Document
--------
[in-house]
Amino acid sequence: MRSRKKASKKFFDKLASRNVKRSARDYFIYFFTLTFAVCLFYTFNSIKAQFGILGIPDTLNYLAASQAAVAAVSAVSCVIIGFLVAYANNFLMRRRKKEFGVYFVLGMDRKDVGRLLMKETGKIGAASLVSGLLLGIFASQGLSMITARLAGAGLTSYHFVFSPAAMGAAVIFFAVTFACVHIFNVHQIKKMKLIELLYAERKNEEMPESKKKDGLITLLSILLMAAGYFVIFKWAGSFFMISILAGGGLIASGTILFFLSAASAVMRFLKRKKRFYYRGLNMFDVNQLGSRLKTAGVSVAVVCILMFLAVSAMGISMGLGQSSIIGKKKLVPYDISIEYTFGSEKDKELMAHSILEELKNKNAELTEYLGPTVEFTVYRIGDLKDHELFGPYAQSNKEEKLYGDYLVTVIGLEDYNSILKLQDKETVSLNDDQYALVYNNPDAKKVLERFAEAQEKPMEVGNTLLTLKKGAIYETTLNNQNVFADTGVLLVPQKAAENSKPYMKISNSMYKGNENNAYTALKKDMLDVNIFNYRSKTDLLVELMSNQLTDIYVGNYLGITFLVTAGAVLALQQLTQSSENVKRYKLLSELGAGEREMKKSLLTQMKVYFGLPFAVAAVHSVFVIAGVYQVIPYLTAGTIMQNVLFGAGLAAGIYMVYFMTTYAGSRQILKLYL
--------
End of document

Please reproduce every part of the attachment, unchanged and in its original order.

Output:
[in-house]
Amino acid sequence: MRSRKKASKKFFDKLASRNVKRSARDYFIYFFTLTFAVCLFYTFNSIKAQFGILGIPDTLNYLAASQAAVAAVSAVSCVIIGFLVAYANNFLMRRRKKEFGVYFVLGMDRKDVGRLLMKETGKIGAASLVSGLLLGIFASQGLSMITARLAGAGLTSYHFVFSPAAMGAAVIFFAVTFACVHIFNVHQIKKMKLIELLYAERKNEEMPESKKKDGLITLLSILLMAAGYFVIFKWAGSFFMISILAGGGLIASGTILFFLSAASAVMRFLKRKKRFYYRGLNMFDVNQLGSRLKTAGVSVAVVCILMFLAVSAMGISMGLGQSSIIGKKKLVPYDISIEYTFGSEKDKELMAHSILEELKNKNAELTEYLGPTVEFTVYRIGDLKDHELFGPYAQSNKEEKLYGDYLVTVIGLEDYNSILKLQDKETVSLNDDQYALVYNNPDAKKVLERFAEAQEKPMEVGNTLLTLKKGAIYETTLNNQNVFADTGVLLVPQKAAENSKPYMKISNSMYKGNENNAYTALKKDMLDVNIFNYRSKTDLLVELMSNQLTDIYVGNYLGITFLVTAGAVLALQQLTQSSENVKRYKLLSELGAGEREMKKSLLTQMKVYFGLPFAVAAVHSVFVIAGVYQVIPYLTAGTIMQNVLFGAGLAAGIYMVYFMTTYAGSRQILKLYL